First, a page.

A statement and instructions posted on the government’s website asked any German nationals still in Afghanistan to register their details with ELEFAND and on the German diplomatic website.
“This platform will be used for all general communications from the Federal Foreign Office’s Crisis Response Centre for German nationals in Afghanistan,” the Foreign Office said on its site.
The Foreign Office is currently working to arrange civilian flights “at a later date,” but it is also arranging for help at embassies in neighboring countries. The office provided instructions for nationals who wish to “leave the country independently,” advising that a journey to the border is a risk that “you must decide for yourself.”
“Our Embassies in neighboring countries will provide consular assistance from the border,” the Foreign Office explained. “If the Federal Foreign Office finds a way of providing organized departures, we will contact German nationals with the relevant information.”
Germany completed its military evacuation from Kabul by Thursday, just before two suicide bombers killed 13 U.S. service members and 169 Afghan citizens.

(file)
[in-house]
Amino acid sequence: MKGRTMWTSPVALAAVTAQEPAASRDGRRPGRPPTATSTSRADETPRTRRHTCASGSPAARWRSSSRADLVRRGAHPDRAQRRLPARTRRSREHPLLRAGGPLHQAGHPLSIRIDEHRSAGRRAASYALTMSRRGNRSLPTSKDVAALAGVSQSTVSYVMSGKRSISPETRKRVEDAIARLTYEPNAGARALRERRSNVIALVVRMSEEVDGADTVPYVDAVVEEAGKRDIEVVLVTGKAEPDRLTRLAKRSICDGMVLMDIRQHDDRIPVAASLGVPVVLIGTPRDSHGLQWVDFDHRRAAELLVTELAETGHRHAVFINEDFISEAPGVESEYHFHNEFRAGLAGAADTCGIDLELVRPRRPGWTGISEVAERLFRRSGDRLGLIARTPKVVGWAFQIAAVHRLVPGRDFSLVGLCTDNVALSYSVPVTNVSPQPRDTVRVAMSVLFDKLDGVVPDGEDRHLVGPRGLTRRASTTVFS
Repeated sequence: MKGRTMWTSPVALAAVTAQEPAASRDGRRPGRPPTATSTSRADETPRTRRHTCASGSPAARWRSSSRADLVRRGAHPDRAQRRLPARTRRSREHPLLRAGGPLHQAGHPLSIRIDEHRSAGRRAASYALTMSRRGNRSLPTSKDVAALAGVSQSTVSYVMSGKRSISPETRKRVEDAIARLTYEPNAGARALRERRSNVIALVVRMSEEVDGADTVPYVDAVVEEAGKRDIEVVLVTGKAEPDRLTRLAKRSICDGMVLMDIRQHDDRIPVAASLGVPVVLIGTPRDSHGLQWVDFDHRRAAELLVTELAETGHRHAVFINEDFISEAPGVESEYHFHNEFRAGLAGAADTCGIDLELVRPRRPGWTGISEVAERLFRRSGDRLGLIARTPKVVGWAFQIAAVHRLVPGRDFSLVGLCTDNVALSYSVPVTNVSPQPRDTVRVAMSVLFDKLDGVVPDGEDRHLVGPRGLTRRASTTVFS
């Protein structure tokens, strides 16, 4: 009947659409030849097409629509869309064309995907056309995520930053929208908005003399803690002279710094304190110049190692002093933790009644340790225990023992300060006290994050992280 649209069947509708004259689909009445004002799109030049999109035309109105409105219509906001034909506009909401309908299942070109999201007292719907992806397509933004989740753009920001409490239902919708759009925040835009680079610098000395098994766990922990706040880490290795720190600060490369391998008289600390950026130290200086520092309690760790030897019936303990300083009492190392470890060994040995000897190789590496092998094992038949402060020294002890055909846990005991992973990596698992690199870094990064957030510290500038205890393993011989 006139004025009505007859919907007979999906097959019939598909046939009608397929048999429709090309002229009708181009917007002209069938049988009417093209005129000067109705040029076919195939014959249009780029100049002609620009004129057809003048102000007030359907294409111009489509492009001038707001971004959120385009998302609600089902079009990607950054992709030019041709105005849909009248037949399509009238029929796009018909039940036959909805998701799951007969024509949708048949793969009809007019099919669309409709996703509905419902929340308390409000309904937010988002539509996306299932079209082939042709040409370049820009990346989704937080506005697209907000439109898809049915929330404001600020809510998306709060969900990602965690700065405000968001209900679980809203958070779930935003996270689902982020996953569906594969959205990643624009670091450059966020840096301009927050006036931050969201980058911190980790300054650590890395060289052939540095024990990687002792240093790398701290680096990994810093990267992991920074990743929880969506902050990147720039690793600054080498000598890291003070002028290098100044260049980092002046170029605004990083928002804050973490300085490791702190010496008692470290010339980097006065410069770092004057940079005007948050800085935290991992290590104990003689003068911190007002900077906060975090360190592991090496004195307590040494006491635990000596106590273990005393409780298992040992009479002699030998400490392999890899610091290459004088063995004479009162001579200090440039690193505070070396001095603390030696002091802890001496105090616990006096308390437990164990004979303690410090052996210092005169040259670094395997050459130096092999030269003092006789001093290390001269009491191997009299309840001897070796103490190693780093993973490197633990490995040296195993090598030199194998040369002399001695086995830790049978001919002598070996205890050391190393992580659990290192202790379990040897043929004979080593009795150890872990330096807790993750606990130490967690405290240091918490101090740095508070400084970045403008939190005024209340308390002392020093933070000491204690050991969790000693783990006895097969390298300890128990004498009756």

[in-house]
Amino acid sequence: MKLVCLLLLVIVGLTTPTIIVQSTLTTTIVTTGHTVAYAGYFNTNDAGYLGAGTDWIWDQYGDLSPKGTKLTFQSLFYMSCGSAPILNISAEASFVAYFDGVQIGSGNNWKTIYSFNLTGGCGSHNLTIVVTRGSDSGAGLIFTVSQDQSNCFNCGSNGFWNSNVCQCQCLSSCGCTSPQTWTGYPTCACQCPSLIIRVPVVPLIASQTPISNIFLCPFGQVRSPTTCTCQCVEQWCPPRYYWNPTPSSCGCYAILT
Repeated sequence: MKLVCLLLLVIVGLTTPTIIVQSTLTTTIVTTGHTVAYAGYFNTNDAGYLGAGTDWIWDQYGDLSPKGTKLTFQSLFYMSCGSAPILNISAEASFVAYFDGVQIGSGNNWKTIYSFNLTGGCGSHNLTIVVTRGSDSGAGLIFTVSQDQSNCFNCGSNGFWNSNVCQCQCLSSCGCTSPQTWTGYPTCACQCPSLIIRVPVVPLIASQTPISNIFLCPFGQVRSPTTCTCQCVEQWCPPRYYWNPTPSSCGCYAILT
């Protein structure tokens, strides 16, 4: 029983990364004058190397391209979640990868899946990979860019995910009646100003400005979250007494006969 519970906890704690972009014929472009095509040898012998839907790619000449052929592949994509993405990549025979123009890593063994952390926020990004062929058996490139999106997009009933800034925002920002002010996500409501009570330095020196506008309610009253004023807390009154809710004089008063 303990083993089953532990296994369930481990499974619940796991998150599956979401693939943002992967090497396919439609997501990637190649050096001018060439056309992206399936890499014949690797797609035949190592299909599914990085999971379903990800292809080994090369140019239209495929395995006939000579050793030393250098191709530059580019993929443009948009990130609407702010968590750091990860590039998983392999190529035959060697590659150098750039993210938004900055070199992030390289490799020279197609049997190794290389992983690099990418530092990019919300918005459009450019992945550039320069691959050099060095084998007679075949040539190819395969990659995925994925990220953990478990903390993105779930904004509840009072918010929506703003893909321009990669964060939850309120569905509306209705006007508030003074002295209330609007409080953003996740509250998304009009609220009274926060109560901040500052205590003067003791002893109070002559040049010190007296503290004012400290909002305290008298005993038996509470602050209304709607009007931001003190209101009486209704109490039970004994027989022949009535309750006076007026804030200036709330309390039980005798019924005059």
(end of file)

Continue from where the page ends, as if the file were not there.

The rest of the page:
The last military aircraft left Kabul at an unspecified time, but a security source confirmed to Reuters that the Germany had concluded its operation.
German Chancellor Angela Merkel said on Wednesday that Germany will keep evacuating people “as long as it is responsible to do so,” but that operations required assistance from the United States.
“There will be no special path for Germany. All steps are being closely agreed with partners,” one source quoted Merkel as saying.
Germany has so far flown more than 5300 people out of Kabul, a figure that includes 530 German nationals, 360 EU citizens and 4400 Afghan nationals – 50% of whom are Afghan women.